Our emotions may vary from moment to moment in daily life, and everyone is different in how much this happens to them. The personality attribute neuroticism, a significant risk factor for mental illness, has baffled psychologists as to how it contributes to such emotional fluctuation. Do those who be neurotic have more variable bad emotions in addition to stronger negative emotions? This subject has generated some debate because it is methodologically difficult to distinguish between the effects of neuroticism on mean emotion and its impacts on variability.
Psychologists at Leipzig University have investigated the connection between emotional experiences and the personality attribute neuroticism, which has been linked to a higher risk of mental illness. They discovered that neurotic individuals feel negative emotions more intensely and frequently than non-neurotic individuals.
There is consensus among previous studies that neurotics have more intense negative feelings in daily life. There has been debate about whether this is also linked to higher emotional variability or mood swings due to recent contradicting studies.
The first author, Nina Mader from the Wilhelm Wundt Institute of Psychology at Leipzig University, said, “We use an approach from Bayesian statistics that allows additional flexibility in data modeling. We successfully tested this approach in simulations and re-examined 13 longitudinal data sets. The results suggest that neurotic people experience greater variability in negative emotions.”
A total of 2,518 people were asked about their emotions.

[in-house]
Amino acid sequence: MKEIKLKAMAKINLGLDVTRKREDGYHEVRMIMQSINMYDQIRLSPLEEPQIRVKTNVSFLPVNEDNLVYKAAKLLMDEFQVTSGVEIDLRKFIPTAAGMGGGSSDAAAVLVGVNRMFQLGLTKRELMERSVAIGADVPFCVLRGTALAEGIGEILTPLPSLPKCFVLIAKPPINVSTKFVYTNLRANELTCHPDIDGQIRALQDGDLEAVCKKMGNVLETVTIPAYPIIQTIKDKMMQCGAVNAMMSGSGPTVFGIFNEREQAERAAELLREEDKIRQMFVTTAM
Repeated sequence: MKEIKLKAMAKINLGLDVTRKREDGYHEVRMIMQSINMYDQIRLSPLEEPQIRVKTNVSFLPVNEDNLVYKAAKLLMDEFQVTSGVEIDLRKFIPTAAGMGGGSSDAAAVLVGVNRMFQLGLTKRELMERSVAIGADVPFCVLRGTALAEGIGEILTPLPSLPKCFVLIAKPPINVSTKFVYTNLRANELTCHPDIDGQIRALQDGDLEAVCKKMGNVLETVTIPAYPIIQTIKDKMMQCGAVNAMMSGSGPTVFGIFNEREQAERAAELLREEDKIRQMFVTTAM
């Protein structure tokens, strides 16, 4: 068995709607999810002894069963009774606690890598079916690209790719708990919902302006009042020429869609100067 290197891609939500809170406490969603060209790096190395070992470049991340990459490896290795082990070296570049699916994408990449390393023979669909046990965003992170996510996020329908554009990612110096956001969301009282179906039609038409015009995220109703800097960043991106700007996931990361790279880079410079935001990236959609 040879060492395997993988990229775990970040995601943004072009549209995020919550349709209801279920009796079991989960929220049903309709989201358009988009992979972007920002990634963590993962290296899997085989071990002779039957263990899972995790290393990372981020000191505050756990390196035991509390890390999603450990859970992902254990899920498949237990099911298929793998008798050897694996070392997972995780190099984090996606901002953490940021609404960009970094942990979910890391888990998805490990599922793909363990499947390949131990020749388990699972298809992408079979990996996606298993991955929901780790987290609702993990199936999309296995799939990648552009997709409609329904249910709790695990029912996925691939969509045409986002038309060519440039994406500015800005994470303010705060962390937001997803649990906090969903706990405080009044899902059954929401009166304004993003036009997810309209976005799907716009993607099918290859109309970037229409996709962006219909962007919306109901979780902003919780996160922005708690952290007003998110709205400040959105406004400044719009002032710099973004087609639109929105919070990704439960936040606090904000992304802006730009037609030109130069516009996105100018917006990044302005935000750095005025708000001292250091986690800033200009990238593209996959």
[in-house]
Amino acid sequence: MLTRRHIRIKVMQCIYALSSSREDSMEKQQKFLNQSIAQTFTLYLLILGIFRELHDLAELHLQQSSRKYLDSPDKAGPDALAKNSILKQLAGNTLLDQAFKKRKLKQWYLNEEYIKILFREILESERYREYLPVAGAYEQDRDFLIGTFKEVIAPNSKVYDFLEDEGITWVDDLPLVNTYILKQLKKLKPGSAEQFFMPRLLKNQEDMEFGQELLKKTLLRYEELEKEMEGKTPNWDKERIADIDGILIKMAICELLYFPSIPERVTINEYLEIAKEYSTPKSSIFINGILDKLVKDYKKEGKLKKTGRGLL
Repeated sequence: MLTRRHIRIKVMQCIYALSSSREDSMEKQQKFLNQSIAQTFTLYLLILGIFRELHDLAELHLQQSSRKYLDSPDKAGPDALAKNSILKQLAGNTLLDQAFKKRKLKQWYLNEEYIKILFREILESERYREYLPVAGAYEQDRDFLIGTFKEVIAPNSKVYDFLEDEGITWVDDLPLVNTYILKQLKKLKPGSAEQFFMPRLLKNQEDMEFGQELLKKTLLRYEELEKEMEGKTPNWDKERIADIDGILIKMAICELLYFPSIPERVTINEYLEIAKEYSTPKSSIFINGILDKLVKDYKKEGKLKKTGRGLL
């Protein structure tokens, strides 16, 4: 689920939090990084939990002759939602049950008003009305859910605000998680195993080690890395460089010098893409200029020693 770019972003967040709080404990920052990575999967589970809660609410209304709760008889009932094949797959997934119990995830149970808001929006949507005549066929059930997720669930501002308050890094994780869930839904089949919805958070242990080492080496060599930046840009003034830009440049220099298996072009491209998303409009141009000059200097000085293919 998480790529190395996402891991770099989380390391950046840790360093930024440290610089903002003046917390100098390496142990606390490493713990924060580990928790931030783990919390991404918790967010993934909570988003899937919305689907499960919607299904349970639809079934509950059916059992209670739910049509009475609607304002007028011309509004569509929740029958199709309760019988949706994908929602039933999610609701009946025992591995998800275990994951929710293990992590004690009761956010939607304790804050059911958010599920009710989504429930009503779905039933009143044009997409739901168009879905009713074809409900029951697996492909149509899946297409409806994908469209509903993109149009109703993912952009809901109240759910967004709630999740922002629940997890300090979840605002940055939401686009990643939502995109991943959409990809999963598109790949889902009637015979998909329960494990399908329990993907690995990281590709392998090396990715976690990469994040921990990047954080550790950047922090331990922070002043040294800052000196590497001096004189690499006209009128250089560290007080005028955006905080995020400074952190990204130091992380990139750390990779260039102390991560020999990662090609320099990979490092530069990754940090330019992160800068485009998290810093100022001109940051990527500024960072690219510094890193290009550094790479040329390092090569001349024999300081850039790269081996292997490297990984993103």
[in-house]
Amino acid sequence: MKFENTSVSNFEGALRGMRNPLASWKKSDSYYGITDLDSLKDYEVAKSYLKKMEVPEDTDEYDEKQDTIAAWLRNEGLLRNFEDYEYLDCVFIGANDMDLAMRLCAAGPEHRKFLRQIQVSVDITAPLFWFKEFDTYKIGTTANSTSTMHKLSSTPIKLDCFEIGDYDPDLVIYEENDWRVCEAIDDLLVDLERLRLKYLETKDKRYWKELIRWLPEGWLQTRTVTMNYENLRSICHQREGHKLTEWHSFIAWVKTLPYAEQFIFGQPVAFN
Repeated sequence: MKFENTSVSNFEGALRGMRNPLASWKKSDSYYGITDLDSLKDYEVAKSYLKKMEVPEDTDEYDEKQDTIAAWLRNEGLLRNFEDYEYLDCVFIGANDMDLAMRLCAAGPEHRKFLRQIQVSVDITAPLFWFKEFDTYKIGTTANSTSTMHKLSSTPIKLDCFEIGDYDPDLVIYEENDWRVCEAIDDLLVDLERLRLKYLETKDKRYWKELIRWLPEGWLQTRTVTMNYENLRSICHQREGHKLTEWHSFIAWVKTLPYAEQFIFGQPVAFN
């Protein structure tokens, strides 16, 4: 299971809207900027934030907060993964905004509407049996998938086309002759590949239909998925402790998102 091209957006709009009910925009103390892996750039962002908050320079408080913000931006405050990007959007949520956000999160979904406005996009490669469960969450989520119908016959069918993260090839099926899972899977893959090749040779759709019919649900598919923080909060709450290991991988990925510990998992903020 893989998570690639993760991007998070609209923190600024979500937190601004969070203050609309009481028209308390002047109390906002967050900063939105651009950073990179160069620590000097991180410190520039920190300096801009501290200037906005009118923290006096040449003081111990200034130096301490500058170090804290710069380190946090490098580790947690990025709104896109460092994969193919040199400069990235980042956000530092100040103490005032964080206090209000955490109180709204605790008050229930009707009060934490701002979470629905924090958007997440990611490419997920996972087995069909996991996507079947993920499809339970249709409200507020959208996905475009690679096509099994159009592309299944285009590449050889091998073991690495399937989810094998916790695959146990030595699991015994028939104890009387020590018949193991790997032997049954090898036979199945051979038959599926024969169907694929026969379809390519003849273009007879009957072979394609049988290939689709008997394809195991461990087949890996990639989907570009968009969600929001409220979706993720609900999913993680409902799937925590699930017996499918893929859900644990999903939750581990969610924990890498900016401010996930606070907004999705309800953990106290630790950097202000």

Negative emotions are felt more intensely and frequently by those with high neuroticism levels compared to those with average or lower values. They are more likely to engage in self-criticism, respond less favorably to criticism from others, and have sentiments of “not being good enough.”
Studies show that neuroticism levels peak in late adolescence, fall throughout maturity, and stabilize. In addition, neuroticism scores are greater in women and those with poor socioeconomic positions than in the general population.
Mader said, “While negative emotions occur very rarely in the everyday lives of people with low neuroticism scores, people with high neuroticism scores report significantly more negative emotions in everyday life. This is typically associated with a disproportionate reaction to triggering circumstances. For example, a minor difference of opinion could cause great anger in the latter, or even the mere thought that the train might be very crowded today could cause intense stress and worry.”